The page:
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ripeness

I’m in the middle of supporting the development of Igor and Moreno’s new choreography Karrasekare. The work is at an intriguing stage some seven months from its premiere in Rome: it is far from finished yet is also taking a shape or form that at some point soon will need to be settled upon.

This stage of the development reminded me of part of a 2004 essay by Wendell Berry called Quantity vs Form:

The wheel of human — that is, of fully human — life would consist over the generations of birth, growth, maturity, ripeness, death, and decay.

[The term] Ripeness’ comes from act V, scene 2, of King Lear, in which Edgar says to his father:

Men must endure
Their going hence, even as their coming hither.
Ripeness is all.

It’s a bit of a stretch, but Berry quoting Shakespeare made me think of an art development process, and how it is we recognise its ripeness. I think Igor and Moreno would agree that Karrasekare is still in a period of growth but the team’s understanding of it is starting to mature (as much as one can understand an artwork before or even after it is first seen by a public). My assumption is that Karrasekare will still very much be maturing in October this year: not quite ready to be plucked or picked, but close enough such that an audience might help it ripen.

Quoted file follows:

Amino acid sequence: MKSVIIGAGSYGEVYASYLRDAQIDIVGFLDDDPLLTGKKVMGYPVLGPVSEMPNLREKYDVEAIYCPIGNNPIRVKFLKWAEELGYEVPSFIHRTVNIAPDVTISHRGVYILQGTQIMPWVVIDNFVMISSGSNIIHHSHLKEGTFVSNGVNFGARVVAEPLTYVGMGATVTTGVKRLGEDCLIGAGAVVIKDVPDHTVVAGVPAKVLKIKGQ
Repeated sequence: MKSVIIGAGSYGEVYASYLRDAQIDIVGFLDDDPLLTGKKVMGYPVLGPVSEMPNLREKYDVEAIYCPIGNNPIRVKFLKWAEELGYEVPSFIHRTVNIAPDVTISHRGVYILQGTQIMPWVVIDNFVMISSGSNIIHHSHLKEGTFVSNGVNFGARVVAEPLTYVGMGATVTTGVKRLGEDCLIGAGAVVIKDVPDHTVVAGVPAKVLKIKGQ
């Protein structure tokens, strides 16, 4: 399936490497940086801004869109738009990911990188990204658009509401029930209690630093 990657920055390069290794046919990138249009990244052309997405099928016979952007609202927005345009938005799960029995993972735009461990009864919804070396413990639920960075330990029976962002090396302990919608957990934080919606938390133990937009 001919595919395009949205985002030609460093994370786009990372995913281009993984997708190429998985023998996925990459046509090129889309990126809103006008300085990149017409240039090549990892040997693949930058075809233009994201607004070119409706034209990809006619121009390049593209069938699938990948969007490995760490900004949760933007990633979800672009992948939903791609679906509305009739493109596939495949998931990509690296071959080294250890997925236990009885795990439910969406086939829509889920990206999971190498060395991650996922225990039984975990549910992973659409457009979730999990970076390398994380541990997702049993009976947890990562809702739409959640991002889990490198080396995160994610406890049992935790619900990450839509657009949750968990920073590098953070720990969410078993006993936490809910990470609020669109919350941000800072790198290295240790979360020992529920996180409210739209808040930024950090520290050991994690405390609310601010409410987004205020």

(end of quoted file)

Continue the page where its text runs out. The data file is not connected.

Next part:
Quotes from: Berry, W. (2018) The World-Ending Fire: The Essential Wendell Berry. First Counterpoint edition. Berkeley, California: Counterpoint Press

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